Lots of parents are interested in home schooling – but it can get expensive. Today's guest post offers some valuable advice for parents who would like to save money but also don't want to skimp on their child's education.
Chances are, if you are a mom who homeschools your children, the money for school textbooks is coming out of your pocket. The price of homeschooling textbooks can add up fairly quickly when you figure that each elementary-school textbook costs around $100 for each. Typically you will need 4 to 5 per year to represent each core subject. However, if your child decides that he or she would like to learn a new language or subject, suddenly those extra books add up—and for books you might only need for one year of learning. Plus, paper textbooks are easily damaged, and their contents can become outdated or obsolete within just a few years (if you are planning to hand down textbooks to younger homeschool siblings). Fortunately, we’ve put together the following list of helpful homeschool textbook resources that can help you save a lot of money.
1. Online digital textbook rentals
School textbooks that are available in digital format are created to the same public and private school curriculum that paper textbooks are. Now homeschooling children can take the advantage of digital textbook rentals, which they access online from their homes. A second advantage of digital textbooks is that they will not be damaged or lost like paper textbooks can. They cost significantly less than traditional paper textbooks, are more environmentally-friendly, and are regularly updated online to fit the most current curriculum.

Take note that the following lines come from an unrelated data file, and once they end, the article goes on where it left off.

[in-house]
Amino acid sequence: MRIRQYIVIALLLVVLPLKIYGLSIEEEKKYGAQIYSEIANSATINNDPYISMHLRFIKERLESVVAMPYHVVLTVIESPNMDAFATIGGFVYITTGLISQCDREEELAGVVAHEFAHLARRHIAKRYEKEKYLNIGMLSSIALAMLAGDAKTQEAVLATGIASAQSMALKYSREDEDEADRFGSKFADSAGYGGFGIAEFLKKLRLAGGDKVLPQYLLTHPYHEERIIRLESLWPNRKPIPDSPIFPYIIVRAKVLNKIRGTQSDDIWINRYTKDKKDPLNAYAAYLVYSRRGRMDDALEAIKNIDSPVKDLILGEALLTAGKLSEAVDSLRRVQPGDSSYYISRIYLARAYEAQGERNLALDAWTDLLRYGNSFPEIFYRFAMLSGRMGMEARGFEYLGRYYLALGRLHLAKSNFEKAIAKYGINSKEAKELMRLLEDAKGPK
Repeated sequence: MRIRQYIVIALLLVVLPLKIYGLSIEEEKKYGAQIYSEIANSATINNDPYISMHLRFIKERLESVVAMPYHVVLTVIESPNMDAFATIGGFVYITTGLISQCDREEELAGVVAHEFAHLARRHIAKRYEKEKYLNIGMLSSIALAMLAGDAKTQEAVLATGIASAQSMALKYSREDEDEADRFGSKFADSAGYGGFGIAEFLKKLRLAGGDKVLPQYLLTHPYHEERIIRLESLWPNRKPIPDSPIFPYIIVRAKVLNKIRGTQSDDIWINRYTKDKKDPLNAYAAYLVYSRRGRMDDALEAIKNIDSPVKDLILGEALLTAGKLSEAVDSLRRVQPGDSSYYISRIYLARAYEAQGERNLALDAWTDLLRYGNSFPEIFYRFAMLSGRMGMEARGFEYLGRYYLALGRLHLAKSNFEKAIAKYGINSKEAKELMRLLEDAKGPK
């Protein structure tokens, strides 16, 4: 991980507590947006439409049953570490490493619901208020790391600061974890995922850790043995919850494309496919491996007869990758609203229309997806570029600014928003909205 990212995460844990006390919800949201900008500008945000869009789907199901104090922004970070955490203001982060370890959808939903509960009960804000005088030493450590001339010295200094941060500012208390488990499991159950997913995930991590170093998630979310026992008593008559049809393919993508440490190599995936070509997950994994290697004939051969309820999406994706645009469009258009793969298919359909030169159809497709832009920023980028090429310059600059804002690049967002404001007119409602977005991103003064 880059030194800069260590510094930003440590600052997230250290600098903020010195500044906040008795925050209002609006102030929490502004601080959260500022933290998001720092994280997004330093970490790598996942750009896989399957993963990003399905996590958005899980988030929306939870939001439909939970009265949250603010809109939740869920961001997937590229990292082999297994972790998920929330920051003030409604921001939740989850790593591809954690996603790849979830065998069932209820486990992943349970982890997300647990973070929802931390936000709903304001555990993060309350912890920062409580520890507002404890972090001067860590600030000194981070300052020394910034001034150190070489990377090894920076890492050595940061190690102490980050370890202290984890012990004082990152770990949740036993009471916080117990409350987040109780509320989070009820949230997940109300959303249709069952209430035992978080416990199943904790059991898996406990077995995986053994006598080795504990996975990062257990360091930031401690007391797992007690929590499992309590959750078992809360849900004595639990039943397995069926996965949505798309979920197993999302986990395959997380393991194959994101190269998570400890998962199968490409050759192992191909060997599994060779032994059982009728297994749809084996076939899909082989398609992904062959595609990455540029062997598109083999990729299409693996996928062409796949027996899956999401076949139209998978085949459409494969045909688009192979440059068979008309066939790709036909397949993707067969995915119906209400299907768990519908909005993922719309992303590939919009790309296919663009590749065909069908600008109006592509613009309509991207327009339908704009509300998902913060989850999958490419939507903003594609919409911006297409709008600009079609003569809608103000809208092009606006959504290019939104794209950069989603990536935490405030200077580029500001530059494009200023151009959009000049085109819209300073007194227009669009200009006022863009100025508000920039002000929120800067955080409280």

2. Organize a textbook exchange
If you are hard pressed to find a textbook exchange with other homeschooling families in your city—organize one yourself! Put an invite you to nearby homeschooling families, asking them to bring unneeded textbooks to your house in exchange for textbooks they need. Many homeschool families will have a collection of school books and will gratefully trade you for the books that their children need.
3. Borrow or buy from public schools
Go to your local elementary school and ask the principal if you can borrow or buy their extra, gently used textbooks. Schools will often get textbook samples if they recently bought a new collection for the school.
4. Look to local public and religious-based libraries
Many local and religious-based libraries will carry curriculum resources in their catalogs for borrowing—in addition to learning tools like teaching aids and resources, museum passes, popular curriculum-friendly fictional titles, non-fiction books, and online language databases. Also, look you’re your library’s extended checkout policies, which many will extend to homeschoolers.
5. Work with other homeschooling groups
In most towns there are other families who decide to homeschool their children just like you! Seek out other homeschooling groups to join in your community. Even if you just find one other family, they will be a very valuable resource for information on finding homeschool grants available for your family, for trading textbooks and teaching resources, and parents may specialize in certain subjects that your children might not otherwise have access too. Other homeschooling families can be a great source of support and encouragement and you can even build a cooperative learning environment within your group.